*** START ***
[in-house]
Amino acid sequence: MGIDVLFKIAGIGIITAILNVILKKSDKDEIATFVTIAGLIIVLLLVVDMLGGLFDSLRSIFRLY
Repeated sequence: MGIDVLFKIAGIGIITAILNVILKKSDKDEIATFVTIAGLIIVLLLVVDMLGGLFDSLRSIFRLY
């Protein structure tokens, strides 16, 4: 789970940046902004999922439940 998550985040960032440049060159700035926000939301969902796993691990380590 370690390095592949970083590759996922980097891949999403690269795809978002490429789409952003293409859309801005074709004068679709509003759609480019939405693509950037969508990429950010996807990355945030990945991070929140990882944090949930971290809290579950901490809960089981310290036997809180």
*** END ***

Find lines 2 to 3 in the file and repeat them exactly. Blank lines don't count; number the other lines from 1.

Amino acid sequence: MGIDVLFKIAGIGIITAILNVILKKSDKDEIATFVTIAGLIIVLLLVVDMLGGLFDSLRSIFRLY
Repeated sequence: MGIDVLFKIAGIGIITAILNVILKKSDKDEIATFVTIAGLIIVLLLVVDMLGGLFDSLRSIFRLY